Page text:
The study found that pregnant women may speed up biological aging

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Pregnancy may speed up biological ageing in women, a study has found.
They worked out participants’ biological age using six different “epigenetic clocks” – genetic tools that estimate biological age based on patterns of a process called DNA methylation.
The study involving 825 young women found that each individual pregnancy a woman reported was linked with an additional two to three months of biological ageing, and women who reported being pregnant more often during a six-year follow-up period showed a greater increase in biological ageing during that period.
The relationships between pregnancy and biological ageing persisted even when the authors accounted for socioeconomic status, smoking, genetic variation and the built environment in participants’ surroundings.
The authors failed to find a link between increased biological ageing and the number of pregnancies fathered by 910 same-aged men from the same health survey.
Calen Ryan, the lead author of the study and an associate research scientist in the Columbia Aging Center, said: “Our findings suggest that pregnancy speeds up biological ageing, and that these effects are apparent in young, high-fertility women.
We expect this kind of pregnancy to be particularly challenging for a growing mother, especially if her access to healthcare, resources or other forms of support is limited.” He added: “We still have a lot to learn about the role of pregnancy and other aspects of reproduction in the ageing process.
We also do not know the extent to which accelerated epigenetic ageing in these particular individuals will manifest as poor health or mortality decades later in life.”

NEUTRAL

Women’s biological aging may be accelerated by pregnancy, according to a study.

Researchers at the Mailman School of Public Health at Columbia University in New York examined the reproductive histories and DNA samples of 1,735 participants in a long-term, ongoing health survey conducted in the Philippines to examine the impact of pregnancy on the aging process.

Six distinct “epigenetic clocks,” or genetic instruments that gauge biological age based on patterns of a process known as DNA methylation, were used to calculate the participants’ ages.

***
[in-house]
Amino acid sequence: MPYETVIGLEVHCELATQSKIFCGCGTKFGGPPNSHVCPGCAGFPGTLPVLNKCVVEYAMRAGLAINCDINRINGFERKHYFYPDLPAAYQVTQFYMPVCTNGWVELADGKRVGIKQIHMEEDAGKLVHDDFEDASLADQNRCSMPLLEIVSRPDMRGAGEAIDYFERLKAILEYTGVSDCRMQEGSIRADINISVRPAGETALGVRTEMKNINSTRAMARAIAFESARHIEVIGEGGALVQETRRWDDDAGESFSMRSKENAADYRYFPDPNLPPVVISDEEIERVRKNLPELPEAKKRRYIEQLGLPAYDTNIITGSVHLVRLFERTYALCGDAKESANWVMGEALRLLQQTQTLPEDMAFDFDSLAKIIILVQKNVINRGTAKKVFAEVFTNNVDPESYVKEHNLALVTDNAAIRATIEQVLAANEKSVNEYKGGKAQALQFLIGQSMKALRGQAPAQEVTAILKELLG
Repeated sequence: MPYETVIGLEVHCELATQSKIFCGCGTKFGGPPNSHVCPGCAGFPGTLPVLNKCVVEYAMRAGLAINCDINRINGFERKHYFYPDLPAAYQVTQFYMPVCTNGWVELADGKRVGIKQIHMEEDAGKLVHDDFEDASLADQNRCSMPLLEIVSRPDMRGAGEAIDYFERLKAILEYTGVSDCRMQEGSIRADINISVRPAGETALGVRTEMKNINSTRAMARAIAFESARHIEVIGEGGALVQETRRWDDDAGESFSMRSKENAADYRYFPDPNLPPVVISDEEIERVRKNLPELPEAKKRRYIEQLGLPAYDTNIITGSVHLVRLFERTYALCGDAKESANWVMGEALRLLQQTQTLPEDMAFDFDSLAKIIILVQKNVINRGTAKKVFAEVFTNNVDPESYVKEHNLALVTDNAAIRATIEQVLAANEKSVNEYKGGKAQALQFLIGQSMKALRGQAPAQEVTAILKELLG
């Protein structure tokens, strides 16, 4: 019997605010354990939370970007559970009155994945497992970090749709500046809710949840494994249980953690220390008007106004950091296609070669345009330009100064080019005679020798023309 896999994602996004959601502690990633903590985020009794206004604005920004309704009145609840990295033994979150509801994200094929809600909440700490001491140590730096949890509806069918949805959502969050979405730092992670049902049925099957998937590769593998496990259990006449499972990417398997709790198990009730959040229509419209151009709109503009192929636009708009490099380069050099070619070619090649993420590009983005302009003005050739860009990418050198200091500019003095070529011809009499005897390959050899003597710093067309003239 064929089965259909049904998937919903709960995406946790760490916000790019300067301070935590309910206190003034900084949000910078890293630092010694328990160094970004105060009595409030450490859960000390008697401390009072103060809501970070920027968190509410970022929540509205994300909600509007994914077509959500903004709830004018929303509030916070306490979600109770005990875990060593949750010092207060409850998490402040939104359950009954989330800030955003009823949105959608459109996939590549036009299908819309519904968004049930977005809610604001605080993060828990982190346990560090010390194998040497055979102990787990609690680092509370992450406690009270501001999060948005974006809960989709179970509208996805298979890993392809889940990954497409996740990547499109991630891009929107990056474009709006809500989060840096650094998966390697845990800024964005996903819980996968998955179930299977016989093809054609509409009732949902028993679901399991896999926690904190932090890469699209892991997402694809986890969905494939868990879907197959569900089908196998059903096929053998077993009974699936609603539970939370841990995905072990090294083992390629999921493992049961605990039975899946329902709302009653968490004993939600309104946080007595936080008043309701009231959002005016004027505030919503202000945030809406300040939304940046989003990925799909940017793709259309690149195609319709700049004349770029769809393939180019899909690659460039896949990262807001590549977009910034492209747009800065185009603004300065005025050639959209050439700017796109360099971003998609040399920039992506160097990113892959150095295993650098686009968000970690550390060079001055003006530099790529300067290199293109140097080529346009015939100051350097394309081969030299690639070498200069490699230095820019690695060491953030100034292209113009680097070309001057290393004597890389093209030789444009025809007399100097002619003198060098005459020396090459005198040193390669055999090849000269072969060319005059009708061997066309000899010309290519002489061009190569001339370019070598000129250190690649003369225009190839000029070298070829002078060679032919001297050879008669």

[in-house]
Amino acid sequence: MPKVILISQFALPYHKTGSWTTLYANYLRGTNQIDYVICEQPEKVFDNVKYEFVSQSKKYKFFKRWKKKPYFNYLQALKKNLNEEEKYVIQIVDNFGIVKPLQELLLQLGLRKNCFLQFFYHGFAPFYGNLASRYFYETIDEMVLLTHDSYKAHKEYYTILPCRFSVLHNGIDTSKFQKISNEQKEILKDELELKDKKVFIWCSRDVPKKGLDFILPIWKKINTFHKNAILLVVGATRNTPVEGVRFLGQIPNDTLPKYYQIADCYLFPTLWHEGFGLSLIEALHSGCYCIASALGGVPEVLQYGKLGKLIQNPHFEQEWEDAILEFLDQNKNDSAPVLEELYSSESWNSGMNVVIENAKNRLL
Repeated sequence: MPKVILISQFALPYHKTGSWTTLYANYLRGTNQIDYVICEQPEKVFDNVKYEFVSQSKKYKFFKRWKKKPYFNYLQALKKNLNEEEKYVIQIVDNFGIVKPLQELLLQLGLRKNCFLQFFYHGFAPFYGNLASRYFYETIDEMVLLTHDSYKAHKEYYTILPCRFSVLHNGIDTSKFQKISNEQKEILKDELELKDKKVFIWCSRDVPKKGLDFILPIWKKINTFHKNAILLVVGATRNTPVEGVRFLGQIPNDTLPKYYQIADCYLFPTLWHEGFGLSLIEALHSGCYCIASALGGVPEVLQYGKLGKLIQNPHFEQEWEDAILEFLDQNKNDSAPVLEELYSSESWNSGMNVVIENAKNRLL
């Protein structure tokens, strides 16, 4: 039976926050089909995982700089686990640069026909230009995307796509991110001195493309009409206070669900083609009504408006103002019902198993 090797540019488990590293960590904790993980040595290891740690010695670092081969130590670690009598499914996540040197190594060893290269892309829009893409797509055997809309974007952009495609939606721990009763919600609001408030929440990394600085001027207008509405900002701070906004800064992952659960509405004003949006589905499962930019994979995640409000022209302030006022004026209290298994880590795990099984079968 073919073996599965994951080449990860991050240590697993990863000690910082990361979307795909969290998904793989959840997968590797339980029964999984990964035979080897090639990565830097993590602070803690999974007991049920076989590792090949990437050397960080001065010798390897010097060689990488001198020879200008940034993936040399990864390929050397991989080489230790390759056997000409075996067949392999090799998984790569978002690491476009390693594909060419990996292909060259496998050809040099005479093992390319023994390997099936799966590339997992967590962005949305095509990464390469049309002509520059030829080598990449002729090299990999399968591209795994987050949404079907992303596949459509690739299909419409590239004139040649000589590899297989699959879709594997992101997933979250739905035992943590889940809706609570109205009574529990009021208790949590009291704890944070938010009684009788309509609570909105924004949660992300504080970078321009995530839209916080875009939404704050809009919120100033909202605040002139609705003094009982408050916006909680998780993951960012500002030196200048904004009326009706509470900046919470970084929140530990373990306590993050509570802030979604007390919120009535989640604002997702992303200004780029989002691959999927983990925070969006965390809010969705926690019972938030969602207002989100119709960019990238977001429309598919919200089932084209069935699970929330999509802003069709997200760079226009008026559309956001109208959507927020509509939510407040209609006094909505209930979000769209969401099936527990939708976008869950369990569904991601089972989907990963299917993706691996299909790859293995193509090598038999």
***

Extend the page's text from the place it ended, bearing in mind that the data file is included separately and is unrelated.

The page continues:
Across a six-year follow-up period, women who reported being pregnant more frequently showed a greater increase in biological ageing. The study, which involved 825 young women, found that each individual pregnancy a woman reported was linked to an additional two to three months of biological ageing.

Even after the authors took smoking, socioeconomic status, genetic variation, and the constructed environment in the participants’ immediate surroundings into consideration, the associations between pregnancy and biological ageing remained.

A correlation between the number of pregnancies fathered by 910 same-aged men from the same health survey and increased biological ageing was not found by the authors.

Proceedings of the National Academy of Sciences publishes the findings.

Lead study author Calen Ryan, an associate research scientist at the Columbia Aging Center, stated: “Our results indicate that biological aging is accelerated by pregnancy, and that these effects are noticeable in young, high-fertility women.”. Our findings are the first to track the same women over time and establish a relationship between each woman’s changing pregnancy count and changes in her biological age. “.

“Many of the reported pregnancies in our baseline measure occurred during late adolescence, when women are still growing,” Ryan emphasized the context. For a growing mother, we anticipate that this type of pregnancy will be especially difficult, especially if she has limited access to resources, healthcare, or other forms of support. “.

“We still have a lot to learn about the role that reproduction—including pregnancy—plays in the aging process,” he continued. Furthermore, it is unknown to what degree these people’s accelerated epigenetic aging will translate into ill health or death decades later in life. “.

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